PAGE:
According to this week's Dunwoody Crier, State Sen. Dan Weber (R-Dunwoody) is pushing for the charter school charter school cluster concept for DeKalb county schools.
Weber pointed to a chart showing that the total education expenditures per pupil has doubled over the last 20 years, but achievement scores have remained flat.
“We’ve been researching for 20 years but haven’t found the magic bullet,” Weber told a meeting last week of the Ashford Alliance Community Association. The answer, said the chairman of the Senate Education Committee, is returning to a system where local schools rather than the superintendent and the central office make the decisions that affect the learning in their schools.
The model, called The High School Charter Cluster, includes the local high school as well as the middle school and all the elementary school that feed into it. Weber envisions that each cluster would have a council that serves as its governing body made up of administrators and parents and probably the local school board representatives.
Federal and state mandates would still have to be followed, and the local board of education would still be responsible for things like transportation and food service. In exchange for having local control of the charter cluster, the cluster council would be accountable for achieving results. Weber is hopeful that school board members, who have to approve such a move, will be open to these changes that are gaining support among parents and schools.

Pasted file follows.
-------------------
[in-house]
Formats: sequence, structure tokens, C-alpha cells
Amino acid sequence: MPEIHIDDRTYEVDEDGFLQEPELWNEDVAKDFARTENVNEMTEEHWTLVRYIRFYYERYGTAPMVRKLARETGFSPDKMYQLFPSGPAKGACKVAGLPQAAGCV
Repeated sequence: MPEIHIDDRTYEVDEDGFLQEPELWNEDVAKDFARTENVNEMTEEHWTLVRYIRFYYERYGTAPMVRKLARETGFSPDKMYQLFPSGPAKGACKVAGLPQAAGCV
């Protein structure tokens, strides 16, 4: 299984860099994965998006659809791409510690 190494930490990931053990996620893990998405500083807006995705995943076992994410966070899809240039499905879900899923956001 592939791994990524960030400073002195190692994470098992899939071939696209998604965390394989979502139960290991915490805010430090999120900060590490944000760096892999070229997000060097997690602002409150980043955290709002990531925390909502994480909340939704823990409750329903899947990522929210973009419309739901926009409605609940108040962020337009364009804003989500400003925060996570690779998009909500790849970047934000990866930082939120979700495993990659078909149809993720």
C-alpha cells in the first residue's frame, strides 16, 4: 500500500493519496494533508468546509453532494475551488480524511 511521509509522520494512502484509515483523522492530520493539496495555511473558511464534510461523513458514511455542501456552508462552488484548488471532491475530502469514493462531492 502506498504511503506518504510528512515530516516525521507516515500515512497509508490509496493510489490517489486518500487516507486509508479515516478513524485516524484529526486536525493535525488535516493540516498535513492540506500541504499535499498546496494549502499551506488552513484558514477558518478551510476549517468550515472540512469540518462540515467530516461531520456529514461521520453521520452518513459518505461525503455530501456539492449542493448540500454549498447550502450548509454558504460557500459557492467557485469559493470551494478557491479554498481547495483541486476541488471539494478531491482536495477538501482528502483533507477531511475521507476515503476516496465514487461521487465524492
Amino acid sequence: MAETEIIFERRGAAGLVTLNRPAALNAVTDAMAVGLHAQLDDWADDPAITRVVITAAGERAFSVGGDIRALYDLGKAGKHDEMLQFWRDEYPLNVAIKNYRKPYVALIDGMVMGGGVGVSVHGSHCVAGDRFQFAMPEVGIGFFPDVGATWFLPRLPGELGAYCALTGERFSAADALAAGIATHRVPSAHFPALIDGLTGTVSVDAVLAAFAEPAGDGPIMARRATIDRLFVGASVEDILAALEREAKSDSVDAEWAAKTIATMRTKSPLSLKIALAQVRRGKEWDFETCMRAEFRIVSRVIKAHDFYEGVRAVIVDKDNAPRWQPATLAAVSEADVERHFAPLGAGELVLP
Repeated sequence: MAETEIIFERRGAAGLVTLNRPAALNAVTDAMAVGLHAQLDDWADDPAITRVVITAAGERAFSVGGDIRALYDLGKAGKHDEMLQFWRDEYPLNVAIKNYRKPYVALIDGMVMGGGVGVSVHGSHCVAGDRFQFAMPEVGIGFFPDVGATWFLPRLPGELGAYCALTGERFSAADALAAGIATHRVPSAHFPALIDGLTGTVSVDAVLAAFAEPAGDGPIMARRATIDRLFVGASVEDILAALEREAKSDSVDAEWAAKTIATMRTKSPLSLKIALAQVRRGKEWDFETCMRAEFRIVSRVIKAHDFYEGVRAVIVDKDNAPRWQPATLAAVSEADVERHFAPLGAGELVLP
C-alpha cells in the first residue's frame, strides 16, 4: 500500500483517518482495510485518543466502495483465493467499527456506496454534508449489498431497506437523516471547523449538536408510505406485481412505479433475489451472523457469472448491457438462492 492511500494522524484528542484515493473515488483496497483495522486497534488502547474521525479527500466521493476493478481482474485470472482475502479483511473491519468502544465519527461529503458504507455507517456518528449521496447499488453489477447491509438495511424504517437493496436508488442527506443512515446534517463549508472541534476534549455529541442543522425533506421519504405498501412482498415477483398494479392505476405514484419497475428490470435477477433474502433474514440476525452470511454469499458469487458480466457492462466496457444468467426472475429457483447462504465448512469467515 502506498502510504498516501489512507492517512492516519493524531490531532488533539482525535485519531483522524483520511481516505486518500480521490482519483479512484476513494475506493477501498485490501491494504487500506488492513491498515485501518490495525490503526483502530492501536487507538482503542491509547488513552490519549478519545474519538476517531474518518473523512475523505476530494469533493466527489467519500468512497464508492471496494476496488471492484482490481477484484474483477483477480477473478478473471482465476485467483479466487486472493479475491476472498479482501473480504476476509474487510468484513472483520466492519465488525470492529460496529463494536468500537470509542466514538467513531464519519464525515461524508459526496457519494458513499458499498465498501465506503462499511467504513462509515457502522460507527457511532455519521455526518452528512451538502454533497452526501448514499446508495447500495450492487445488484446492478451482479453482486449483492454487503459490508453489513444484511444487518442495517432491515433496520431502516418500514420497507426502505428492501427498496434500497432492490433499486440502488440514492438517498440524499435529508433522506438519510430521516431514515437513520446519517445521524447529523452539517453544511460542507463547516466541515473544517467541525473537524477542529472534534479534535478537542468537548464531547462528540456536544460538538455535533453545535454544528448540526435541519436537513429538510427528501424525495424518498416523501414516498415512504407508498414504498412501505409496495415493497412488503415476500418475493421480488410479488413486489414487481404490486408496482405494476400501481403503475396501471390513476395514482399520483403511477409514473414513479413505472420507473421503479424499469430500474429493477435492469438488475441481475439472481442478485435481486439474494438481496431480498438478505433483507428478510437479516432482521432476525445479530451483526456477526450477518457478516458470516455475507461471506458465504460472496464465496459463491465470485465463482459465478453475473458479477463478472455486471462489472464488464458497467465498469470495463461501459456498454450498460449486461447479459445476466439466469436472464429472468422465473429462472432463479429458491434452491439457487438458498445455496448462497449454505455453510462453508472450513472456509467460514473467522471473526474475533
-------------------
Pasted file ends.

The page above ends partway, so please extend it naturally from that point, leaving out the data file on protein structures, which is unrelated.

Weber, who authored Georgia’s charter school act, said charter schools can be hampered by decisions still being overridden by the central office.
“Neighbors should have more control of neighborhood schools,” argued Weber, which is why the state law he authored requires that to become a charter cluster, 60 percent of current parents and administrators within the charter cluster must approve the change.
Weber thinks the charter cluster provides the model to implement “what we’ve already learned. We know that increased discipline, longer school days, and teacher accountability already work.”
To read the article in the Crier online, click here.